High Blood Sugar After Exercise?

High Blood Sugar After Exercise?

back to Overview Markus, one of our great German-language authors, wrote about struggling with high blood sugar after exercise. I know it's a common problem, and one I've struggled with personally, so I want to make sure you get to see it, too. From Markus Berndt: It’s one of the first recommendations you get after being diagnosed with diabetes. “Get active, do more exercise, it’s good for you!” And since we’ve been a child we’ve heard that exercise is healthy. If we do it consistently we’re rewarded, literally, with an awesome beach body. Adding exercise into our day is also good for our diabetes. We’re taught that exercise lowers blood sugar, right? But can the opposite also be true? Can you have high blood sugar after exercise? Up close We now know that physical activity usually lowers blood sugar because it reduces how much insulin is needed to move sugar into the cells. While, in the past, most experts advised frequent training intervals at moderate intensity, but recent studies have shown that even short, intense workouts are very effective. For example, a 15-minute intense weight training lowered blood sugar even more than what’s seen in some endurance training. So activity lowers blood sugar – but not always! Personally, I experienced this very early on and was extremely irritated! I just learned that exercise lowers blood sugar, but an intense 45-minute run consistently resulted in higher blood sugars than when I started! What in the world? At first, I was confused and felt like I didn’t understand the world anymore. Then it was more of a “would you look at this?” kind of thing. And finally, I was determined to figure out what was happening. I knew there had to be an explanation. Why does exercise sometimes raise blood sugar? Exercise Continue reading >>

What Is High Blood Sugar?

What Is High Blood Sugar?

Have you ever tried to fly a remote control airplane or helicopter? If you steer too sharply one way, your plane will crash into the ground. And if you go too far in the opposite direction, the plane will nose directly upward, making it difficult to control. For people with diabetes, controlling blood sugar levels (or blood glucose levels) is kind of like piloting that plane. To stay in the air and have the most fun, you have to keep blood sugar levels steady. Having a blood sugar level that's too high can make you feel lousy, and having it often can be unhealthy. The blood glucose level is the amount of glucose in the blood. Glucose is a sugar that comes from the foods we eat, and it's also formed and stored inside the body. It's the main source of energy for the cells of our body, and it's carried to each cell through the bloodstream. Hyperglycemia (pronounced: hi-per-gly-SEE-me-uh) is the medical word for high blood sugar levels. High blood sugar levels happen when the body either can't make insulin (type 1 diabetes) or can't respond to insulin properly (type 2 diabetes). The body needs insulin so glucose in the blood can enter the cells of the body where it can be used for energy. In people who have developed diabetes, glucose builds up in the blood, resulting in hyperglycemia. Having too much sugar in the blood for long periods of time can cause serious health problems if it's not treated. Hyperglycemia can damage the vessels that supply blood to vital organs, which can increase the risk of heart disease and stroke, kidney disease, vision problems, and nerve problems in people with diabetes. These problems don't usually show up in kids or teens with diabetes who have had the disease for only a few years. However, these health problems can occur in adulthood in some Continue reading >>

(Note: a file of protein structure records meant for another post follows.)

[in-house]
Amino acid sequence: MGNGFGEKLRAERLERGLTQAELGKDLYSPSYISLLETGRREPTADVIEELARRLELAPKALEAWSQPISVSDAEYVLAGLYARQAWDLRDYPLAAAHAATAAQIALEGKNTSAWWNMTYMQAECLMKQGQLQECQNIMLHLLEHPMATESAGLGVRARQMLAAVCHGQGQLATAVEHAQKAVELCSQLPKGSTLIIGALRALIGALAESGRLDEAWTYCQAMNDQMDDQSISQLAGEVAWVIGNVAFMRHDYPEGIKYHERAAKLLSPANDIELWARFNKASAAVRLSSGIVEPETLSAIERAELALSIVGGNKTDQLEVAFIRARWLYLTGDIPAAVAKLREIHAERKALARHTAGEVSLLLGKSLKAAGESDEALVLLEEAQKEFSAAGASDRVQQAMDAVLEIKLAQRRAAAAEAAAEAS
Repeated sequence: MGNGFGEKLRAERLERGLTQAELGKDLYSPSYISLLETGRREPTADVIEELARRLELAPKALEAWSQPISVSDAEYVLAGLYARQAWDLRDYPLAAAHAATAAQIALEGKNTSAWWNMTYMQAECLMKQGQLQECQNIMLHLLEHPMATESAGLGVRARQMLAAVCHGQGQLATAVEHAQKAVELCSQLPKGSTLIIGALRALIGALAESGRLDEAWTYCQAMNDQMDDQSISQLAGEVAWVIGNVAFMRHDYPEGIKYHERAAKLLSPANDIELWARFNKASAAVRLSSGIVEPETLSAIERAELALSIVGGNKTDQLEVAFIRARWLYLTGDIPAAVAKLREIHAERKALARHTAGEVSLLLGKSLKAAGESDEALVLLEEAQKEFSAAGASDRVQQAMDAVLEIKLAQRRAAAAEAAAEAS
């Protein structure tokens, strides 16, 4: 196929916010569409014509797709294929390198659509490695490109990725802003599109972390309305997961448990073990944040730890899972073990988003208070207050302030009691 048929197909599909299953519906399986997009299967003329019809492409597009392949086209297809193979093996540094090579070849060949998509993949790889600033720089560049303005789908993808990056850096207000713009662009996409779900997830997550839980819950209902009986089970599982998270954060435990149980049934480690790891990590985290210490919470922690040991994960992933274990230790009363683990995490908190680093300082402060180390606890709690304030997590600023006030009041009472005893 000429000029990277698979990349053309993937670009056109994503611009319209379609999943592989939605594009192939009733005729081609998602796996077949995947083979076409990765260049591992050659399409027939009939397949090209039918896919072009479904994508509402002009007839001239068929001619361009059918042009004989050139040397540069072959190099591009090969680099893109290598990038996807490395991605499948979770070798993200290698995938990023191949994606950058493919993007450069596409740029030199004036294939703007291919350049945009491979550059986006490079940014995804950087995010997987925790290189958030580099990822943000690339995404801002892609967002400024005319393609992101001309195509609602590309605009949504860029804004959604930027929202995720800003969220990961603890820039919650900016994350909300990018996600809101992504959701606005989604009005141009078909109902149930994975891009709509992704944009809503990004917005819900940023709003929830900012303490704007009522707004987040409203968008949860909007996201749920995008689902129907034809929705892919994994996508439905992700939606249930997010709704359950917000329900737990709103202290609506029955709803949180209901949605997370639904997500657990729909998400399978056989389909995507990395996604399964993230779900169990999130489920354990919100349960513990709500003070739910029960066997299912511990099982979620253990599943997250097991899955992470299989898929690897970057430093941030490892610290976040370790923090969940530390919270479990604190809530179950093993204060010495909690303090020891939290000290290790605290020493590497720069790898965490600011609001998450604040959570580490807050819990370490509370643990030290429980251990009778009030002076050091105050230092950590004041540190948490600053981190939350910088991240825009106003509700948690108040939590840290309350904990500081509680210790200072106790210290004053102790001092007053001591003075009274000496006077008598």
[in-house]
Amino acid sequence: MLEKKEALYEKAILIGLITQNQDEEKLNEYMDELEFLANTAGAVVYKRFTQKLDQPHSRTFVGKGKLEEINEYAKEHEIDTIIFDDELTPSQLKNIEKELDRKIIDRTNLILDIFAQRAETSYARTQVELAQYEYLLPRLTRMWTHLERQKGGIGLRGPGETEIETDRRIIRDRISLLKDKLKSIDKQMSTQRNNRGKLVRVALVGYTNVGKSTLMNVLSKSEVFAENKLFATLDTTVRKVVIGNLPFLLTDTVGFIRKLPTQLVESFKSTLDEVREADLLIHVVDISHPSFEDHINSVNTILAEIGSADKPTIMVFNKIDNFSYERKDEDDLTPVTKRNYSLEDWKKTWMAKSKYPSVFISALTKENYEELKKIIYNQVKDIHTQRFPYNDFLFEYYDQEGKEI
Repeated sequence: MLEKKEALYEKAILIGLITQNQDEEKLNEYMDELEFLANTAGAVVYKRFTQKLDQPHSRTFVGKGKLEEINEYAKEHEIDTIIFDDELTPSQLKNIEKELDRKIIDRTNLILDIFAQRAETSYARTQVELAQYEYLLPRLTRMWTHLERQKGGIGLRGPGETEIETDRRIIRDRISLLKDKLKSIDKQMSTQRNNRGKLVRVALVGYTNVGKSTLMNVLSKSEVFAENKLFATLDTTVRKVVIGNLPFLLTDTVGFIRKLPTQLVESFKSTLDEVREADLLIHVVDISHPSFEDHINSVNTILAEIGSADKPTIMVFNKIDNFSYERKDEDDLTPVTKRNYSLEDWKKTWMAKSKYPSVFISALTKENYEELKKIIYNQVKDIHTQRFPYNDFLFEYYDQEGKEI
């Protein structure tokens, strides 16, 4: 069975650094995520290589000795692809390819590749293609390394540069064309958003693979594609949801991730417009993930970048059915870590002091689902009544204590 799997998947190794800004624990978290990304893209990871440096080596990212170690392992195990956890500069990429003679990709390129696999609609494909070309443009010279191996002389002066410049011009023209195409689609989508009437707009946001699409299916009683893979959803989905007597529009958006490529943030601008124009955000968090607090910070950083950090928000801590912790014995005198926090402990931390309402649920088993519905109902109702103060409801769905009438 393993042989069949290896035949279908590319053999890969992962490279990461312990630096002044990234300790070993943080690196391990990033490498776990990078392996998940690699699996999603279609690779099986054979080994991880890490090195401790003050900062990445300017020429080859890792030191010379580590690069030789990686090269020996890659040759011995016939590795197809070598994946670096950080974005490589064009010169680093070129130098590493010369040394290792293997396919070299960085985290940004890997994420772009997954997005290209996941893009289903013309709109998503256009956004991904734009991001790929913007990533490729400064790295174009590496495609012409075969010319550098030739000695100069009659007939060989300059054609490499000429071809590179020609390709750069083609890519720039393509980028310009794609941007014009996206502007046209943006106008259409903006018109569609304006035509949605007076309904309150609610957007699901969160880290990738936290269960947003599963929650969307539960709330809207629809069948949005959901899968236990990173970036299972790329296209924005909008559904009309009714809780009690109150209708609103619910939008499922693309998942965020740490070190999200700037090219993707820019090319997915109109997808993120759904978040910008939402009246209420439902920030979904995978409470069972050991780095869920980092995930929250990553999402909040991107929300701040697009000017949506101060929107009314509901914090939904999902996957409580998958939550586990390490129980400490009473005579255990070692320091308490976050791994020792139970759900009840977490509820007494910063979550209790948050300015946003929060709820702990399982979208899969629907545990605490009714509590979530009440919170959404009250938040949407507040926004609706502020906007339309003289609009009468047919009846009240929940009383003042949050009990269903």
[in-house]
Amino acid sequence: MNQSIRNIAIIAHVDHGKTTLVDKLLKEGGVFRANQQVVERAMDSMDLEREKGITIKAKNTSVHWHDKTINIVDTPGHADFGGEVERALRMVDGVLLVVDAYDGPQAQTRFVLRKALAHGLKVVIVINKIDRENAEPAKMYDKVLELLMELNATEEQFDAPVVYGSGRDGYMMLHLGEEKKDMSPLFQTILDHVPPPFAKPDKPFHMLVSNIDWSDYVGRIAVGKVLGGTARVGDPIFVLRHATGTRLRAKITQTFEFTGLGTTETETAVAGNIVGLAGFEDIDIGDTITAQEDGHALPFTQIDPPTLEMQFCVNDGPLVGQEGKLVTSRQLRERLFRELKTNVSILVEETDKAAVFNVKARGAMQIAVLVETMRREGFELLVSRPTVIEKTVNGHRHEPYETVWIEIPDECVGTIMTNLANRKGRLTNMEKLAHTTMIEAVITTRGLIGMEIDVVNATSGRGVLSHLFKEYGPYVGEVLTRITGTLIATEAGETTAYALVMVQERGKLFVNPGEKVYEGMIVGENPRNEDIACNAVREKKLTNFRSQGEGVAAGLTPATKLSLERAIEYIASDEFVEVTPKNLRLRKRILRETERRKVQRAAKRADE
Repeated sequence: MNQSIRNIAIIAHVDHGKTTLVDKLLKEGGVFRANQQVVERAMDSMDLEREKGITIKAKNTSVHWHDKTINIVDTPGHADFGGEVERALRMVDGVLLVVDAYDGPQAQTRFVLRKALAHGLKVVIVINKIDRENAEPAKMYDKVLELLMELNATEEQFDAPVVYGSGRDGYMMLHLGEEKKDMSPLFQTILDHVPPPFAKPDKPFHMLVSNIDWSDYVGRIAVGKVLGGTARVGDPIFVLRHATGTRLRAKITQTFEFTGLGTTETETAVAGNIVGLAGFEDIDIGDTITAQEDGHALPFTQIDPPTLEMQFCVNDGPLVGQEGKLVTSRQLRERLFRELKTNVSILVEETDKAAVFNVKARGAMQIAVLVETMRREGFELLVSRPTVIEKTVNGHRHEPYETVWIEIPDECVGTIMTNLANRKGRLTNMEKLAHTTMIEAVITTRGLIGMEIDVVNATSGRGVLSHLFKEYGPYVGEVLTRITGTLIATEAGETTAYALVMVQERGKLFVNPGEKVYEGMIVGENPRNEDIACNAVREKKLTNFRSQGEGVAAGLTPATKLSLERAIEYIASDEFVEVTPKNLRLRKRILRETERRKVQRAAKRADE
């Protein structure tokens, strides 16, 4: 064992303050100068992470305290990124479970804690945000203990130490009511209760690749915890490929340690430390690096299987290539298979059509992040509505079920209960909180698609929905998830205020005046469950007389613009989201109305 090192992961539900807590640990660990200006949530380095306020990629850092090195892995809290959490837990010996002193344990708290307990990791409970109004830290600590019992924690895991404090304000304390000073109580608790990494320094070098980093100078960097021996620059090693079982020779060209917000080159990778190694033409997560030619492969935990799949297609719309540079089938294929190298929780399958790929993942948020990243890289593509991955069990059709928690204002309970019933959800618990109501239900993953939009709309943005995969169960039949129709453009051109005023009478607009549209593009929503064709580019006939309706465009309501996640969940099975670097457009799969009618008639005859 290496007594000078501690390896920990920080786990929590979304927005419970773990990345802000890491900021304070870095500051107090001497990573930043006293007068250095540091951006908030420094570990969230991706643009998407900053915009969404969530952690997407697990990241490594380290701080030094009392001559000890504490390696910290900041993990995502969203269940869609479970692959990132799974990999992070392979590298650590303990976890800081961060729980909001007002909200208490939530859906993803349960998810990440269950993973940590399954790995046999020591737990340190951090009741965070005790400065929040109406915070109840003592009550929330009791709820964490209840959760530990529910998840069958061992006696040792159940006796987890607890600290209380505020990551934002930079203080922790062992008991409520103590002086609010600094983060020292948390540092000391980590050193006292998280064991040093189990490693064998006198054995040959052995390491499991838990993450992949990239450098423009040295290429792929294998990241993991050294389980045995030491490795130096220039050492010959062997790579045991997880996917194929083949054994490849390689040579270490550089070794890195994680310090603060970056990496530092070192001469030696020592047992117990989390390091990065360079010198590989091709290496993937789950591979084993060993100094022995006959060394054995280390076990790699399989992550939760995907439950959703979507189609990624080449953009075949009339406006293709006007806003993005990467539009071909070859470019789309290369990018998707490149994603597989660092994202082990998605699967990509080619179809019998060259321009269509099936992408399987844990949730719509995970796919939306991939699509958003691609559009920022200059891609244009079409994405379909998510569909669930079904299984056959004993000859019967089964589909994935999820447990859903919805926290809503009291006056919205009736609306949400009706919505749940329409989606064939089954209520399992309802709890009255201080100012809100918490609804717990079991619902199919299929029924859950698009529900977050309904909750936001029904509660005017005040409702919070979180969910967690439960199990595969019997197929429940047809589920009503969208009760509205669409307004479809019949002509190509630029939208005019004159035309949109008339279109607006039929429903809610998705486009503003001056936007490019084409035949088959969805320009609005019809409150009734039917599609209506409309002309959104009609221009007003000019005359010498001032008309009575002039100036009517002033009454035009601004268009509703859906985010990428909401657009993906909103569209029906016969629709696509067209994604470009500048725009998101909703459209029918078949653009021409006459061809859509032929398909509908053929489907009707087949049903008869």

High Blood Sugar Symptoms

High Blood Sugar Symptoms

If you’ve had diabetes for any length of time at all, you’ve probably seen lists of the signs and symptoms of high blood glucose dozens of times. Doctors and diabetes educators hand them out. Hundreds of websites reprint them. Most diabetes books list them. You likely know some of the items on the list by heart: thirst, frequent urination, blurry vision, slow healing of cuts, and more. But have you ever stopped to wonder why these symptoms occur? How does high blood glucose cause frequent urination, make your vision go blurry, or cause all of those other things to happen? Here are some answers to explain what’s going on in your body when you have high blood glucose. Setting the stage for high blood glucose High blood glucose (called hyperglycemia by medical professionals) is the defining characteristic of all types of diabetes. It happens when the body can no longer maintain a normal blood glucose level, either because the pancreas is no longer making enough insulin, or because the body’s cells have become so resistant to insulin that the pancreas cannot keep up, and glucose is accumulating in the bloodstream rather than being moved into the cells. What is high blood sugar? Blood glucose is commonly considered too high if it is higher than 130 mg/dl before a meal or higher than 180 mg/dl two hours after the first bite of a meal. However, most of the signs and symptoms of high blood glucose don’t appear until the blood glucose level is higher than 250 mg/dl. Some of the symptoms have a rapid onset, while others require a long period of high blood glucose to set in. It’s important to note that individuals differ in their sensitivity to the effects of high blood glucose: Some people feel symptoms more quickly or more strongly than others. But each sign or sympt Continue reading >>